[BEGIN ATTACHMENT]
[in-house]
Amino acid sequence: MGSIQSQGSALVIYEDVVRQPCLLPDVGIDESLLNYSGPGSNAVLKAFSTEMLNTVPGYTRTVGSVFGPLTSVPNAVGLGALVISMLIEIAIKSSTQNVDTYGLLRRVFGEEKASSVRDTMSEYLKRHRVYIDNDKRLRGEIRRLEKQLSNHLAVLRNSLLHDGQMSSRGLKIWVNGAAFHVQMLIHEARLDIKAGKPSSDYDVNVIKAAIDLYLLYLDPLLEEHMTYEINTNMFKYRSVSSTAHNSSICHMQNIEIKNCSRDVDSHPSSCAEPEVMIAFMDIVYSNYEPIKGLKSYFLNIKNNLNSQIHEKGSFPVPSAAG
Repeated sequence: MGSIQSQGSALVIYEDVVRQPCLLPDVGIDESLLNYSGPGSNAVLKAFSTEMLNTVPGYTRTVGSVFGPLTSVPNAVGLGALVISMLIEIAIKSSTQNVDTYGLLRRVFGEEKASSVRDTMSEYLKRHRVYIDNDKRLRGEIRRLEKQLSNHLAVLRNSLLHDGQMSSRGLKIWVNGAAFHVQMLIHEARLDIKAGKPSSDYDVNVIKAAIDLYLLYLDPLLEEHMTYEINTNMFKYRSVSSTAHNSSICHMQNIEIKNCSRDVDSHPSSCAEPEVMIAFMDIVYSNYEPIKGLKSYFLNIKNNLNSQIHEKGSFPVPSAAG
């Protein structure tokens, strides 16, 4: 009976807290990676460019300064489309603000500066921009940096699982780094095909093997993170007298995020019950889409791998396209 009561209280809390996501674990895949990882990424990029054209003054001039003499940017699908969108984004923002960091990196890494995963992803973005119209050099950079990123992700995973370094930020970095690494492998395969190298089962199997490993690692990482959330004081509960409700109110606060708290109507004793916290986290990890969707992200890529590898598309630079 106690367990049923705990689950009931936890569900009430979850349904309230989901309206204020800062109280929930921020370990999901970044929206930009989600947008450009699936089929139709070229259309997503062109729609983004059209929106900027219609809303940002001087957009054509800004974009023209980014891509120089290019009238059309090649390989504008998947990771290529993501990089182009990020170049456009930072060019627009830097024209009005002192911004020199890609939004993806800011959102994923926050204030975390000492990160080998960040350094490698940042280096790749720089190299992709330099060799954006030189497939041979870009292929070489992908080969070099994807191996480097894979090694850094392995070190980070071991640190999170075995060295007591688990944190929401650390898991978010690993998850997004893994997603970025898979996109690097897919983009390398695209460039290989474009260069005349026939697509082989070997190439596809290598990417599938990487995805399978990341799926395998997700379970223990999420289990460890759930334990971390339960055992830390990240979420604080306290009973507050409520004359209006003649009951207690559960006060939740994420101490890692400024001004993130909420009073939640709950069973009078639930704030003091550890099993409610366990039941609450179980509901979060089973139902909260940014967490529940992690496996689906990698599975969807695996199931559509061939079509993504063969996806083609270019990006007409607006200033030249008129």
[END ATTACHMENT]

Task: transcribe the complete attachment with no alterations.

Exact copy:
[in-house]
Amino acid sequence: MGSIQSQGSALVIYEDVVRQPCLLPDVGIDESLLNYSGPGSNAVLKAFSTEMLNTVPGYTRTVGSVFGPLTSVPNAVGLGALVISMLIEIAIKSSTQNVDTYGLLRRVFGEEKASSVRDTMSEYLKRHRVYIDNDKRLRGEIRRLEKQLSNHLAVLRNSLLHDGQMSSRGLKIWVNGAAFHVQMLIHEARLDIKAGKPSSDYDVNVIKAAIDLYLLYLDPLLEEHMTYEINTNMFKYRSVSSTAHNSSICHMQNIEIKNCSRDVDSHPSSCAEPEVMIAFMDIVYSNYEPIKGLKSYFLNIKNNLNSQIHEKGSFPVPSAAG
Repeated sequence: MGSIQSQGSALVIYEDVVRQPCLLPDVGIDESLLNYSGPGSNAVLKAFSTEMLNTVPGYTRTVGSVFGPLTSVPNAVGLGALVISMLIEIAIKSSTQNVDTYGLLRRVFGEEKASSVRDTMSEYLKRHRVYIDNDKRLRGEIRRLEKQLSNHLAVLRNSLLHDGQMSSRGLKIWVNGAAFHVQMLIHEARLDIKAGKPSSDYDVNVIKAAIDLYLLYLDPLLEEHMTYEINTNMFKYRSVSSTAHNSSICHMQNIEIKNCSRDVDSHPSSCAEPEVMIAFMDIVYSNYEPIKGLKSYFLNIKNNLNSQIHEKGSFPVPSAAG
């Protein structure tokens, strides 16, 4: 009976807290990676460019300064489309603000500066921009940096699982780094095909093997993170007298995020019950889409791998396209 009561209280809390996501674990895949990882990424990029054209003054001039003499940017699908969108984004923002960091990196890494995963992803973005119209050099950079990123992700995973370094930020970095690494492998395969190298089962199997490993690692990482959330004081509960409700109110606060708290109507004793916290986290990890969707992200890529590898598309630079 106690367990049923705990689950009931936890569900009430979850349904309230989901309206204020800062109280929930921020370990999901970044929206930009989600947008450009699936089929139709070229259309997503062109729609983004059209929106900027219609809303940002001087957009054509800004974009023209980014891509120089290019009238059309090649390989504008998947990771290529993501990089182009990020170049456009930072060019627009830097024209009005002192911004020199890609939004993806800011959102994923926050204030975390000492990160080998960040350094490698940042280096790749720089190299992709330099060799954006030189497939041979870009292929070489992908080969070099994807191996480097894979090694850094392995070190980070071991640190999170075995060295007591688990944190929401650390898991978010690993998850997004893994997603970025898979996109690097897919983009390398695209460039290989474009260069005349026939697509082989070997190439596809290598990417599938990487995805399978990341799926395998997700379970223990999420289990460890759930334990971390339960055992830390990240979420604080306290009973507050409520004359209006003649009951207690559960006060939740994420101490890692400024001004993130909420009073939640709950069973009078639930704030003091550890099993409610366990039941609450179980509901979060089973139902909260940014967490529940992690496996689906990698599975969807695996199931559509061939079509993504063969996806083609270019990006007409607006200033030249008129």